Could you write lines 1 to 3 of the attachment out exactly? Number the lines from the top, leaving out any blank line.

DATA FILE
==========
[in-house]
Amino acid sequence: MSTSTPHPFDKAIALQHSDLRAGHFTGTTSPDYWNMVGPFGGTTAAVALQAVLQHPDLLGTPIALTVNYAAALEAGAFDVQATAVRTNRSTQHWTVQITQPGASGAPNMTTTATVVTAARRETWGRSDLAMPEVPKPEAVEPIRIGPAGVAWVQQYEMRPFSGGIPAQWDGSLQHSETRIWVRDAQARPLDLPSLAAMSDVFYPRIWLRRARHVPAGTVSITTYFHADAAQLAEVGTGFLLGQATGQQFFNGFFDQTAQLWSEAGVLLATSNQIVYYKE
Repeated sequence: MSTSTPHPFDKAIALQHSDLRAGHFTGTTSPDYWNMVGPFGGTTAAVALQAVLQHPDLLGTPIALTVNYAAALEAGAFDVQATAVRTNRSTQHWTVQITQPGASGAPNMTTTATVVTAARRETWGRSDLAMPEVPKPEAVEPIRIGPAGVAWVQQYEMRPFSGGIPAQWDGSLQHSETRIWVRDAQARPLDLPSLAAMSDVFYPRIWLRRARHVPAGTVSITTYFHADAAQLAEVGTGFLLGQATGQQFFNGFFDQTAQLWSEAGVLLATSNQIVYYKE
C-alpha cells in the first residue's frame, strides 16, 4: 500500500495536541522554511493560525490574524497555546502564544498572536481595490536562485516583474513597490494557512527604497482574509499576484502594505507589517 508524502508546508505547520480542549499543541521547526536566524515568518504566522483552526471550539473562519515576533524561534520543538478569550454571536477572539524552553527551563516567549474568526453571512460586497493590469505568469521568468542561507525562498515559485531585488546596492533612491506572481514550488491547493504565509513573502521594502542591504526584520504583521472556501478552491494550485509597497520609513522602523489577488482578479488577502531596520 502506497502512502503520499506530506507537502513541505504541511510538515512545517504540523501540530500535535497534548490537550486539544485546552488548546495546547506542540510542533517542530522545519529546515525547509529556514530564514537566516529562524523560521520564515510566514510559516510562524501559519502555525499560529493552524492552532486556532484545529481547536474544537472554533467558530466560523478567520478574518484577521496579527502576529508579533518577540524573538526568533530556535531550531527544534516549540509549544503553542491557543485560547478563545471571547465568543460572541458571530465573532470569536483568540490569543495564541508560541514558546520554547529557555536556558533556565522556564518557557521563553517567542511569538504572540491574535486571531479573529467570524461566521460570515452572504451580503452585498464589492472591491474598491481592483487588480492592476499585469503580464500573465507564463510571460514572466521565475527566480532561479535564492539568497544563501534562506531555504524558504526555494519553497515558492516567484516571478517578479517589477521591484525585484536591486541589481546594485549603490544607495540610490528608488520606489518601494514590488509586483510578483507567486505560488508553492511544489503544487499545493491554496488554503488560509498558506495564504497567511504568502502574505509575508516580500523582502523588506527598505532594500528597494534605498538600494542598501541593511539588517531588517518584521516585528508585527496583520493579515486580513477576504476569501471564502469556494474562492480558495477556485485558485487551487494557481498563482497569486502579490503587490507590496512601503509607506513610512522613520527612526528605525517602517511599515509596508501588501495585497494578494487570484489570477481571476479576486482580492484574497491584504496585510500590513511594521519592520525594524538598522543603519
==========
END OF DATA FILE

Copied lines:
[in-house]
Amino acid sequence: MSTSTPHPFDKAIALQHSDLRAGHFTGTTSPDYWNMVGPFGGTTAAVALQAVLQHPDLLGTPIALTVNYAAALEAGAFDVQATAVRTNRSTQHWTVQITQPGASGAPNMTTTATVVTAARRETWGRSDLAMPEVPKPEAVEPIRIGPAGVAWVQQYEMRPFSGGIPAQWDGSLQHSETRIWVRDAQARPLDLPSLAAMSDVFYPRIWLRRARHVPAGTVSITTYFHADAAQLAEVGTGFLLGQATGQQFFNGFFDQTAQLWSEAGVLLATSNQIVYYKE
Repeated sequence: MSTSTPHPFDKAIALQHSDLRAGHFTGTTSPDYWNMVGPFGGTTAAVALQAVLQHPDLLGTPIALTVNYAAALEAGAFDVQATAVRTNRSTQHWTVQITQPGASGAPNMTTTATVVTAARRETWGRSDLAMPEVPKPEAVEPIRIGPAGVAWVQQYEMRPFSGGIPAQWDGSLQHSETRIWVRDAQARPLDLPSLAAMSDVFYPRIWLRRARHVPAGTVSITTYFHADAAQLAEVGTGFLLGQATGQQFFNGFFDQTAQLWSEAGVLLATSNQIVYYKE